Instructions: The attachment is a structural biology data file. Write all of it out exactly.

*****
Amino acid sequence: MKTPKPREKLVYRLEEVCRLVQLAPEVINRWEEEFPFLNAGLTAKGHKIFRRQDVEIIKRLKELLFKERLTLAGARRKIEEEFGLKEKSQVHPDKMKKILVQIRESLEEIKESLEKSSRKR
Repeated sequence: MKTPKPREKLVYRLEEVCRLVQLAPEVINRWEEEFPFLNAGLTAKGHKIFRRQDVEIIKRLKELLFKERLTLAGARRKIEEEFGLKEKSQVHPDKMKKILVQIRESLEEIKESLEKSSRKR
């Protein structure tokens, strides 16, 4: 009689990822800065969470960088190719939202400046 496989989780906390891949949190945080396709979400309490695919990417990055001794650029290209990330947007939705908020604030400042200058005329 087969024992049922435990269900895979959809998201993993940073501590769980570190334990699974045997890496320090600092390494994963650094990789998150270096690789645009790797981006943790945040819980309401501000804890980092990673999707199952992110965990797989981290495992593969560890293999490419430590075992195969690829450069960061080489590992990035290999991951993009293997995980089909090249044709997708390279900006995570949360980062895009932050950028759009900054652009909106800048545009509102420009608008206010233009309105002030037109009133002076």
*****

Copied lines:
Amino acid sequence: MKTPKPREKLVYRLEEVCRLVQLAPEVINRWEEEFPFLNAGLTAKGHKIFRRQDVEIIKRLKELLFKERLTLAGARRKIEEEFGLKEKSQVHPDKMKKILVQIRESLEEIKESLEKSSRKR
Repeated sequence: MKTPKPREKLVYRLEEVCRLVQLAPEVINRWEEEFPFLNAGLTAKGHKIFRRQDVEIIKRLKELLFKERLTLAGARRKIEEEFGLKEKSQVHPDKMKKILVQIRESLEEIKESLEKSSRKR
């Protein structure tokens, strides 16, 4: 009689990822800065969470960088190719939202400046 496989989780906390891949949190945080396709979400309490695919990417990055001794650029290209990330947007939705908020604030400042200058005329 087969024992049922435990269900895979959809998201993993940073501590769980570190334990699974045997890496320090600092390494994963650094990789998150270096690789645009790797981006943790945040819980309401501000804890980092990673999707199952992110965990797989981290495992593969560890293999490419430590075992195969690829450069960061080489590992990035290999991951993009293997995980089909090249044709997708390279900006995570949360980062895009932050950028759009900054652009909106800048545009509102420009608008206010233009309105002030037109009133002076």